Some 30,800 clients in Germany had accounts with the Icelandic bank, a BaFin statement said.
BaFin “was obliged to take this decision to protect assets in the German subsidiary” because the parent group “was no longer in a position to provide it with sufficient liquidity,” the statement added.
The German unit had total assets of €308 million ($420 million), but its internet site said late Thursday that “no withdrawals are currently possible.”
According to the Friday edition of Financial Times Deutschland, around €200 million have been withdrawn from German accounts this week, however. Kaupthing’s operations in Britain, Belgium, Finland, Luxembourg and Sweden have been halted as well.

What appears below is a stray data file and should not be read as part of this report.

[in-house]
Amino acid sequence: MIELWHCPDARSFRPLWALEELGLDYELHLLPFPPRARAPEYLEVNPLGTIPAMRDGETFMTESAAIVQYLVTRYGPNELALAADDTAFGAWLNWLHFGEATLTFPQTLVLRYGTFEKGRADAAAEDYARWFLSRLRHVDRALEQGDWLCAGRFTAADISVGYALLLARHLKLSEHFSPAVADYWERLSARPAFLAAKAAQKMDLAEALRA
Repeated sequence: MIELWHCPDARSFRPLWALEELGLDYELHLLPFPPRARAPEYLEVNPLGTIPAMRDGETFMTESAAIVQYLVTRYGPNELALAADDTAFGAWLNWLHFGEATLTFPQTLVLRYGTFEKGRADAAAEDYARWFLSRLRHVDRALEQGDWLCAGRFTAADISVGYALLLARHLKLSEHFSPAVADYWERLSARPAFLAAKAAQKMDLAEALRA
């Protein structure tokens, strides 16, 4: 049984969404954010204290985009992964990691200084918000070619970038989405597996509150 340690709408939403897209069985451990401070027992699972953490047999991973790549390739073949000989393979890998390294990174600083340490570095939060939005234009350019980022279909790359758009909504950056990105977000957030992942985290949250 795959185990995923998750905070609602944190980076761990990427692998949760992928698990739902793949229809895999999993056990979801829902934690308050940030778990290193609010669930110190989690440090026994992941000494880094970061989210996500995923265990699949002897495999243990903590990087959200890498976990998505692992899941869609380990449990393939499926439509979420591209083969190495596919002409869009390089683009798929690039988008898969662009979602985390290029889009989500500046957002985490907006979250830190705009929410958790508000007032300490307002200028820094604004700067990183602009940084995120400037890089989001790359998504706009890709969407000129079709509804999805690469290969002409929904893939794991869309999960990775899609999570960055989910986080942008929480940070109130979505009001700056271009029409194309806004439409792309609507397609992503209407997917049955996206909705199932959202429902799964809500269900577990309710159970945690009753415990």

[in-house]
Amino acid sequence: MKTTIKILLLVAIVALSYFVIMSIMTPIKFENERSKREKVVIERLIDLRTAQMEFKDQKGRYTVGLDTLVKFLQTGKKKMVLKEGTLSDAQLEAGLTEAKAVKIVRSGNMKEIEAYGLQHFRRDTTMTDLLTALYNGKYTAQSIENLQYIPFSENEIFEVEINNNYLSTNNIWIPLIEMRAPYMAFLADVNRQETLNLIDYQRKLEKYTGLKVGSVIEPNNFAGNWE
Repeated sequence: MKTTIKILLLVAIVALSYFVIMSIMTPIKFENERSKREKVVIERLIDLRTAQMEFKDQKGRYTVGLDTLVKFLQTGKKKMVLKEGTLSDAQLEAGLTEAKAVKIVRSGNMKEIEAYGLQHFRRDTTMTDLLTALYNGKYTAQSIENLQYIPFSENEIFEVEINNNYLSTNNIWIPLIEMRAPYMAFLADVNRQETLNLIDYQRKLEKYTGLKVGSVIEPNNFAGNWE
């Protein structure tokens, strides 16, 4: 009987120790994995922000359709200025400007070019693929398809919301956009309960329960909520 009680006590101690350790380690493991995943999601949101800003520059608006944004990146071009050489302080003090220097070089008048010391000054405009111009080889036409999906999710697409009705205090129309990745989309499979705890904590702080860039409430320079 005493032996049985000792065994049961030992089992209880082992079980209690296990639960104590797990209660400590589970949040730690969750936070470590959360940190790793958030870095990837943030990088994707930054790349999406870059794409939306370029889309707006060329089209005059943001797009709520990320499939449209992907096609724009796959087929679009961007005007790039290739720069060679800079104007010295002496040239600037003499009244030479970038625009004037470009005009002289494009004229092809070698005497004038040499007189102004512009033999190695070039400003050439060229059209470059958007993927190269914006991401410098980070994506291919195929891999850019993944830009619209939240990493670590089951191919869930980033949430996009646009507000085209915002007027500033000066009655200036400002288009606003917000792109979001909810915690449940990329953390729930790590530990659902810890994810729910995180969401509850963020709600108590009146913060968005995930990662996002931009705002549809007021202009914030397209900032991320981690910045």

Icelandic authorities have nationalised the country’s three biggest banks in recent days as the nation’s economy verges on collapse amid the global financial crisis. Observers there say the coalition government of Icelandic Prime Minister Geir Haarde risked implosion.
The International Monetary Fund said Monday it had sent a team to Iceland to examine the situation, although Haarde said Reykjavik had not asked for any economic aid from the organization.